Disability Benefits for Complex Regional Pain Syndrome
Complex Regional Pain Syndrome and Disability
In recent years, we have become more aware of the toll chronic pain conditions take on the American workforce. As a result, disability claim reviewers have become somewhat more sympathetic to individuals struggling with complex regional pain syndrome and other related conditions. However, like all disability claims, it’s important to present a thorough, accurate picture of the effects the disease has on your life. Here’s what you need to know about applying for Social Security benefits for complex regional pain syndrome (also known as CRPS).
What Is CRPS?
CRPS is a debilitating chronic pain condition affecting one or more of the limbs. Its causes are not fully understood, though it is often brought on by nerve damage following an injury or accident. CRPS can get worse over time. When it progresses beyond a certain point, the pain may be bad enough to prevent the affected individual from continuing to work.
Getting Disability Benefits for CRPS
CRPS is listed in the Social Security Administration’s Blue Book of conditions which may automatically qualify a person for disability benefits. This does not mean a diagnosis alone is sufficient to secure benefits, as the CRPS symptoms are broad and may vary in severity. Treatment notes, doctors’ recommendations and other medical evidence may go a long way towards strengthening your case. To meet the specific criteria for Social Security CRPS benefits, a documented record of debilitating pain must be accompanied by evidence of swelling, changes in skin color, temperature, sweating or other autonomic instability, abnormal hair or nail growth, osteoporosis, or involuntary movement in the affected area.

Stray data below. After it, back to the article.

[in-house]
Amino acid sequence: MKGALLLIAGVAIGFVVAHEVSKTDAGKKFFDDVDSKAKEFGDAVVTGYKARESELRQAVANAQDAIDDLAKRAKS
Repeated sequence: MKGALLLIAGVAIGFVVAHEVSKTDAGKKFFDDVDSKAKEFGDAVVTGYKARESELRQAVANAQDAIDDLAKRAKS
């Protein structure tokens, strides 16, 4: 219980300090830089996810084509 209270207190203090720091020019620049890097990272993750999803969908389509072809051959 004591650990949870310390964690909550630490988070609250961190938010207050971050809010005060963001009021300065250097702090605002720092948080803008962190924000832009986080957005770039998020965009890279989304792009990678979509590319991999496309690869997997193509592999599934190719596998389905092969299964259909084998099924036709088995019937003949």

Starting Your Claim
If you’re considering applying for Social Security disability benefits for complex regional pain syndrome, the first step is to determine which program you qualify under. At the federal level, this will be either Social Security Disability Insurance (SSDI) or the Supplemental Security Income (SSI) program. If you have previously worked and paid into Social Security, you will be able to apply to SSDI in most cases. If you have an incomplete work history or have not worked in jobs that required you to contribute to Social Security, SSI is available if you demonstrate sufficient financial need. The most important part of filing a disability claim for CRPS is to provide medical evidence documenting the severity of your condition. Approximately 70% of disability claims are initially rejected, often due to lack of supporting evidence.
Appealing a Claim
If you have been rejected for disability benefits, it is possible to appeal the decision. An experienced disability lawyer may be able to identify the medical records that will strengthen your case and increase your chances of a successful appeal. For comprehensive Social Security CPRS help, contact Ritacco Disability Law today. Your initial consultation is always free, and we never charge a fee unless you get the benefits you need.
Have You Been Denied Disability for CRPS?